Amazon’s plans to build a delivery network for their Prime Day program are being heralded by some as the first sign of them to expand beyond their namesake retail app. The e-commerce behemoth intends to open new centers across the United States, over the next three years, where they’ll deliver smaller package parcels by drone to people’s doorsteps, and on their schedule of choosing.
Unlike FedEx or UPS, the plan was initially not seen as a major threat, considering that Amazon Prime customers typically don’t order specific items with the express intent of receiving them the next day. The highlight of Amazon’s booming business has been their fast shipping options, Prime Now, which offers delivery within the hour. Today, Prime Now service is said to have some 15,000 destinations across the United States.
However, a new segment of customers have been reaching out to Amazon over delivery schedules, and are expecting to receive more of the package in its final destinations, along with accurate tracking information. For example, customers are demanding that their packages get to them on the day of arrival, not the day that the sender first requested.
“If you live in the modern economy,” Amazon CFO Brian Olsavsky told analysts last September, “there is a big difference between having a promise of faster deliveries and then actually having that delivered on that timeframe.”
Instead of forging ahead, Amazon’s solution is to recreate its current delivery network. Attracting traditional distribution companies, such as FedEx, to give Amazon trucks to run their own delivery service is an obvious move. By using a controlled network, it avoids the risk of unexpected variations in the frequency of deliveries.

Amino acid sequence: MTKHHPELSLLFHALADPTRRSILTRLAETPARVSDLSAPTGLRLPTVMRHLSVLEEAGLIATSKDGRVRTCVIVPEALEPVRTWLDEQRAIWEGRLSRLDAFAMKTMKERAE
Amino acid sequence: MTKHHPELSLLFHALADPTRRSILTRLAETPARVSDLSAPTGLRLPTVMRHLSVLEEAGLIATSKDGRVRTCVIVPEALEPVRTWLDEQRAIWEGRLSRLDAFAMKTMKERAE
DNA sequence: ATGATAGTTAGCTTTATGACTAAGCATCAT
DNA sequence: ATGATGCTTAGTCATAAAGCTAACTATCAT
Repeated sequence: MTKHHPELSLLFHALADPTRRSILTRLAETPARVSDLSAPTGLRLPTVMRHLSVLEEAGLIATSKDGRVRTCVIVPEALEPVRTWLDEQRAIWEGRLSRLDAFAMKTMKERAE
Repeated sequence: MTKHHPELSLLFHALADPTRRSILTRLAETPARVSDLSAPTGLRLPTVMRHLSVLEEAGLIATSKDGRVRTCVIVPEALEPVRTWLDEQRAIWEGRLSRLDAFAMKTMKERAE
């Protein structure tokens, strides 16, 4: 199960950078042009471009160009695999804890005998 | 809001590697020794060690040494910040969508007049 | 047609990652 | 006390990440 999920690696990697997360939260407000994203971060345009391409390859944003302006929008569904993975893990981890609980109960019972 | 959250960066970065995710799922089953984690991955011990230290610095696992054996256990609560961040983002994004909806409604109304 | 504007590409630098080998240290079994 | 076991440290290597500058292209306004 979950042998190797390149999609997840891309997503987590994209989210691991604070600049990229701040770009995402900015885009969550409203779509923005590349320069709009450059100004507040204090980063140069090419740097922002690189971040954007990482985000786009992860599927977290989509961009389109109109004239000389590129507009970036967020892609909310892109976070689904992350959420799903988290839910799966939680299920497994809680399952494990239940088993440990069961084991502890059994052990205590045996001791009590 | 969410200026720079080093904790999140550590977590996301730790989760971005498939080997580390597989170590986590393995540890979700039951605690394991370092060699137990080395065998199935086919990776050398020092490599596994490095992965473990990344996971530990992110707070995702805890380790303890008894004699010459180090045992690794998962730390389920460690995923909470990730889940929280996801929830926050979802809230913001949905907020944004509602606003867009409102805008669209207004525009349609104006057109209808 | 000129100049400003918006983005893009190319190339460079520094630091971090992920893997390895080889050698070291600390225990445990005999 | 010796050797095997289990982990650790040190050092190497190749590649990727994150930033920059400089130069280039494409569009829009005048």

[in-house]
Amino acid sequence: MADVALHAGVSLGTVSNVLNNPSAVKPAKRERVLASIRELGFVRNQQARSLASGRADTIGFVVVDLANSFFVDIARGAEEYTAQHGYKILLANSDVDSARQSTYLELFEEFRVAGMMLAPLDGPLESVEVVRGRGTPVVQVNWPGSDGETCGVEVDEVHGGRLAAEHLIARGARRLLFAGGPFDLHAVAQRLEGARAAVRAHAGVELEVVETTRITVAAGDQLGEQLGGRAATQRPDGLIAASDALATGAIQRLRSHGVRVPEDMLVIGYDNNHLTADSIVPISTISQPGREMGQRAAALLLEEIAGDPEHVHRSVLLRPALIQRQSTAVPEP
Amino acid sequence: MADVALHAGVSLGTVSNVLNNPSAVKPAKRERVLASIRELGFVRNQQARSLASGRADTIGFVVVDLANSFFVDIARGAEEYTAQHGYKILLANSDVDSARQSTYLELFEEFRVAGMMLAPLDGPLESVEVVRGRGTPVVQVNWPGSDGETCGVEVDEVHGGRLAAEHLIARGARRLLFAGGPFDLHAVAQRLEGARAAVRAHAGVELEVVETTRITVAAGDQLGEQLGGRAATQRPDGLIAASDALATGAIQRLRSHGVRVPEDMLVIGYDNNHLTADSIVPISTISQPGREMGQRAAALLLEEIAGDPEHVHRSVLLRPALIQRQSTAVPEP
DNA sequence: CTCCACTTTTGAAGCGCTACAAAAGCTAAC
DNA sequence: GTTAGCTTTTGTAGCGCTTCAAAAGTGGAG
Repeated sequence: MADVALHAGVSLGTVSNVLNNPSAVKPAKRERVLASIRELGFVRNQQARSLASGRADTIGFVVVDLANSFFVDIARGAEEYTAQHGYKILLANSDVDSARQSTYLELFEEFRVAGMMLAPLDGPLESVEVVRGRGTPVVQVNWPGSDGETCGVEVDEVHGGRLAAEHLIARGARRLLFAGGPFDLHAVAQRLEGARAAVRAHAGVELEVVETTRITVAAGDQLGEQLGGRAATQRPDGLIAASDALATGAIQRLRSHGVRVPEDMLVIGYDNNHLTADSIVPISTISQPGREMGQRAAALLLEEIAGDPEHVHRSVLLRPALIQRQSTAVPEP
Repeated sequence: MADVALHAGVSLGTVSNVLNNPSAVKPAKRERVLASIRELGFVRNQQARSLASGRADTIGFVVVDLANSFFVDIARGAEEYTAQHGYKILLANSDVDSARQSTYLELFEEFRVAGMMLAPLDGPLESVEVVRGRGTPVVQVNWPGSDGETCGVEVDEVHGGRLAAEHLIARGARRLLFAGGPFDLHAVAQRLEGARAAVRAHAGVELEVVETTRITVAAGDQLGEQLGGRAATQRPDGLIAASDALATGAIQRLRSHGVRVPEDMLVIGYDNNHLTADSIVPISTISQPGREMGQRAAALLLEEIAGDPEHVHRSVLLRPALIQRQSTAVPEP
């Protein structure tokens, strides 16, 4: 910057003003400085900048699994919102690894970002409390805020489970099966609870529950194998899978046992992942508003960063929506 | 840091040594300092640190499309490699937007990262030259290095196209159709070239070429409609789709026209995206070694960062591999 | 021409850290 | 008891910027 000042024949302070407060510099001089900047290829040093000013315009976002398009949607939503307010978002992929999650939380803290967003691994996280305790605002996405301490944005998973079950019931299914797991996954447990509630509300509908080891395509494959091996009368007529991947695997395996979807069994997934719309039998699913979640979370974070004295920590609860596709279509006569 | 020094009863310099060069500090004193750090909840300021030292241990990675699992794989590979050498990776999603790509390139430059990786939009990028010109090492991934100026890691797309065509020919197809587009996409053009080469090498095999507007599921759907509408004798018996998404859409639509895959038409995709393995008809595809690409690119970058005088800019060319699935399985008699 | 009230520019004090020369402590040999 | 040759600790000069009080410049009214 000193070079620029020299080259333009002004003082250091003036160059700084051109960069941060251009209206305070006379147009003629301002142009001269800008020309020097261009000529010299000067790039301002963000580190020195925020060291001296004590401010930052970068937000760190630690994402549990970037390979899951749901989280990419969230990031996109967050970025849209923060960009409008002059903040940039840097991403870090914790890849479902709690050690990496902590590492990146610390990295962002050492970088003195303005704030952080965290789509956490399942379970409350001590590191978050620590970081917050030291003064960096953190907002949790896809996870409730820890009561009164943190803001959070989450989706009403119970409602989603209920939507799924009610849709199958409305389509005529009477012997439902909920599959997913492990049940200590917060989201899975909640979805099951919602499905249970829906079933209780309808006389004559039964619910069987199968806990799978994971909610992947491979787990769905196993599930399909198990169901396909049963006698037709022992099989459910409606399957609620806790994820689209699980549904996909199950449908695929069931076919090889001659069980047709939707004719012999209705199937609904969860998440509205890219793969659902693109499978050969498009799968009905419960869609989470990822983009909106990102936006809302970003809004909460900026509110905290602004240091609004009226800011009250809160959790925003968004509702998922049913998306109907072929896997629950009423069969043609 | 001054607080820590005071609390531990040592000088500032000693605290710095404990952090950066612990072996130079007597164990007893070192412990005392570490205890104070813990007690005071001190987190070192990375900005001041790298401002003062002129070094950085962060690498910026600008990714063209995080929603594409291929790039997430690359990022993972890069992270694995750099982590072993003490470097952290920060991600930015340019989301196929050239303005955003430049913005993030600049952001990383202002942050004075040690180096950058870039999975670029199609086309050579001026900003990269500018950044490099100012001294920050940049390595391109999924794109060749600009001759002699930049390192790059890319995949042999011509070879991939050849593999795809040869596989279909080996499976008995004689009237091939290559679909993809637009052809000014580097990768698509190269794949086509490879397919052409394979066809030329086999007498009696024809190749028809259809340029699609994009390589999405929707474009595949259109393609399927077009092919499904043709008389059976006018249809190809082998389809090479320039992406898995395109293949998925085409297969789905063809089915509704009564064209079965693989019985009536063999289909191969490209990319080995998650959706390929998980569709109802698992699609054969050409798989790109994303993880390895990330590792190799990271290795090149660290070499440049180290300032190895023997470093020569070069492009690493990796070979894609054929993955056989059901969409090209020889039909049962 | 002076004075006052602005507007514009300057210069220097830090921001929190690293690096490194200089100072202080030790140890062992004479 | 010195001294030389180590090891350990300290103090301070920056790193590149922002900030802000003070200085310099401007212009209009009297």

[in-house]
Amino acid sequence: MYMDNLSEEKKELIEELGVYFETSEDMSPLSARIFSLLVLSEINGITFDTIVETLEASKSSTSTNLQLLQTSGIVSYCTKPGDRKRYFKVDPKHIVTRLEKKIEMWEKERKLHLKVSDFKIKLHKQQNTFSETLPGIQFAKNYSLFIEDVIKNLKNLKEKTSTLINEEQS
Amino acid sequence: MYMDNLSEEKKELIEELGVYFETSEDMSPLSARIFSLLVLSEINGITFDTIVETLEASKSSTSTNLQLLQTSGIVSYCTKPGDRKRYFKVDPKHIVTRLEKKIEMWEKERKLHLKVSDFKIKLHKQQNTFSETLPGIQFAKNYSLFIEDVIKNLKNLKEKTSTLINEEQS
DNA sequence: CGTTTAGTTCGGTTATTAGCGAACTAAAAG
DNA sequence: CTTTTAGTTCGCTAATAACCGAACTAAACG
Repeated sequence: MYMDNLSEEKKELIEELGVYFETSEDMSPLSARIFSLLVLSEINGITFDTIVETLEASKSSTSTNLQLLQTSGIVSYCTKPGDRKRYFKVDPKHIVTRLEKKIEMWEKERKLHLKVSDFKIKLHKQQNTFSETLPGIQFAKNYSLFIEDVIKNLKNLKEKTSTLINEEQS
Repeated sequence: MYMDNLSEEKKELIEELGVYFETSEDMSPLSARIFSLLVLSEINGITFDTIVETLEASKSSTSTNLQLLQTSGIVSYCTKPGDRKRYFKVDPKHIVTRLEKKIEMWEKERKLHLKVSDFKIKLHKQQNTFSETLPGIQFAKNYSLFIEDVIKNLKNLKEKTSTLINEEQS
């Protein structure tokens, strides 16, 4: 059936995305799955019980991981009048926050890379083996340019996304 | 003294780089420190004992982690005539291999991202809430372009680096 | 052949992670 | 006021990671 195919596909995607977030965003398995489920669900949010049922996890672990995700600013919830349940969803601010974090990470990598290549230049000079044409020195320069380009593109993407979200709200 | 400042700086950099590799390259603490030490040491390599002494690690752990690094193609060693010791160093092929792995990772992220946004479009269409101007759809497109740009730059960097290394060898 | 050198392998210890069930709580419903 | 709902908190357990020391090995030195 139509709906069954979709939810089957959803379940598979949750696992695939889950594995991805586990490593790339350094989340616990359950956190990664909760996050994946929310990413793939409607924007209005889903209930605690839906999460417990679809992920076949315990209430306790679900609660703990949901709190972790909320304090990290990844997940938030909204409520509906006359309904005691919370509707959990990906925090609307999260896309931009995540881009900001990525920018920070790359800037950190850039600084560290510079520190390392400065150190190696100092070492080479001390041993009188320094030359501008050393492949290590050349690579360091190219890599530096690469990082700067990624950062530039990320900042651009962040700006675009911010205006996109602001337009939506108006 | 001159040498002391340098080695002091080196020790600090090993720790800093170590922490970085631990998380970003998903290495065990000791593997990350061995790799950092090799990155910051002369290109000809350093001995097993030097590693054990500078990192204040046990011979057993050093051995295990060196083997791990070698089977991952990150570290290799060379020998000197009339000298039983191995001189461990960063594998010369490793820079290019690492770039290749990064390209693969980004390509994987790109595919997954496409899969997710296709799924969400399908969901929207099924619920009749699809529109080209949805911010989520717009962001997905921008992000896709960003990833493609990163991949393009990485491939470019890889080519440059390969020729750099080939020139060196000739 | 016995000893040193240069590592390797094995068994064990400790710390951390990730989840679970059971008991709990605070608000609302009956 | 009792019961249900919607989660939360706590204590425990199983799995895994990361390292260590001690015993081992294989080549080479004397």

Amazon’s network is clearly unique from the average postal services’, in a way that precludes traditional corporate competition. Delivery companies are also less involved with the logistics and have less exposure to the customer. Yet, in the eyes of many, the investment in building out this network is already too great for Amazon to bear.
“The human cost of this is too much,” the National Union of Postal Workers’ (NUPW) representative Victor Belamant told the New York Times. “Efficiency doesn’t take into account the cost to the individual,” he explained. “Why do we have to foot the bill?”
However, the fear that these cheaper options will constitute increasing competition among companies and endanger delivery workers’ jobs is not shared by everyone. According to many Amazon customers, including GetElden in the United Kingdom, being able to choose and receive their package on the first of the month is more than enough incentive to support them in their choice. Amazon’s business strategy, in general, seems to bode well for drivers, as it places more demand on them in terms of deliveries.